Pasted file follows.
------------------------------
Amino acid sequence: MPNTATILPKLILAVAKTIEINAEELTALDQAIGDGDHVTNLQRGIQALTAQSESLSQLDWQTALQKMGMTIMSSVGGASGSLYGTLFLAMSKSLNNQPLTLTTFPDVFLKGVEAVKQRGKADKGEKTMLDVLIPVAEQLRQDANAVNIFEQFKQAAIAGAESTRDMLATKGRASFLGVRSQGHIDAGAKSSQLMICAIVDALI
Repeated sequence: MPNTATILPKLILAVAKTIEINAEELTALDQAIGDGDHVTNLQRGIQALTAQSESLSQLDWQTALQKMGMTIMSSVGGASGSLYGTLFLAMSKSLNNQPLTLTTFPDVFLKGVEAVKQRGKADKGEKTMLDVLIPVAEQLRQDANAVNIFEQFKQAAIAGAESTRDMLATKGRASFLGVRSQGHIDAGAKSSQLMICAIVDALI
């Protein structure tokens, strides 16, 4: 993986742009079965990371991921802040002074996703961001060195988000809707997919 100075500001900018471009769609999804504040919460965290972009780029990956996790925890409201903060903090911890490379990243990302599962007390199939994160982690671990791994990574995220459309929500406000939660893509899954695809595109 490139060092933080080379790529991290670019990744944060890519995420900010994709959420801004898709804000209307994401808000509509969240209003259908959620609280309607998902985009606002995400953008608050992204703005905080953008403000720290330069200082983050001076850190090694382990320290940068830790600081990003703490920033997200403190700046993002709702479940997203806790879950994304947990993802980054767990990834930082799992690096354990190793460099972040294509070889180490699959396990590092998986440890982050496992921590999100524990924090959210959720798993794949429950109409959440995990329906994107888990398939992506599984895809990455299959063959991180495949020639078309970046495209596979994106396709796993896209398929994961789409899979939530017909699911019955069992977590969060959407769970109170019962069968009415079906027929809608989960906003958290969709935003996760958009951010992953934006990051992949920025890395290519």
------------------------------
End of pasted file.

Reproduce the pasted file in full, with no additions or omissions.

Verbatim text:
Amino acid sequence: MPNTATILPKLILAVAKTIEINAEELTALDQAIGDGDHVTNLQRGIQALTAQSESLSQLDWQTALQKMGMTIMSSVGGASGSLYGTLFLAMSKSLNNQPLTLTTFPDVFLKGVEAVKQRGKADKGEKTMLDVLIPVAEQLRQDANAVNIFEQFKQAAIAGAESTRDMLATKGRASFLGVRSQGHIDAGAKSSQLMICAIVDALI
Repeated sequence: MPNTATILPKLILAVAKTIEINAEELTALDQAIGDGDHVTNLQRGIQALTAQSESLSQLDWQTALQKMGMTIMSSVGGASGSLYGTLFLAMSKSLNNQPLTLTTFPDVFLKGVEAVKQRGKADKGEKTMLDVLIPVAEQLRQDANAVNIFEQFKQAAIAGAESTRDMLATKGRASFLGVRSQGHIDAGAKSSQLMICAIVDALI
């Protein structure tokens, strides 16, 4: 993986742009079965990371991921802040002074996703961001060195988000809707997919 100075500001900018471009769609999804504040919460965290972009780029990956996790925890409201903060903090911890490379990243990302599962007390199939994160982690671990791994990574995220459309929500406000939660893509899954695809595109 490139060092933080080379790529991290670019990744944060890519995420900010994709959420801004898709804000209307994401808000509509969240209003259908959620609280309607998902985009606002995400953008608050992204703005905080953008403000720290330069200082983050001076850190090694382990320290940068830790600081990003703490920033997200403190700046993002709702479940997203806790879950994304947990993802980054767990990834930082799992690096354990190793460099972040294509070889180490699959396990590092998986440890982050496992921590999100524990924090959210959720798993794949429950109409959440995990329906994107888990398939992506599984895809990455299959063959991180495949020639078309970046495209596979994106396709796993896209398929994961789409899979939530017909699911019955069992977590969060959407769970109170019962069968009415079906027929809608989960906003958290969709935003996760958009951010992953934006990051992949920025890395290519």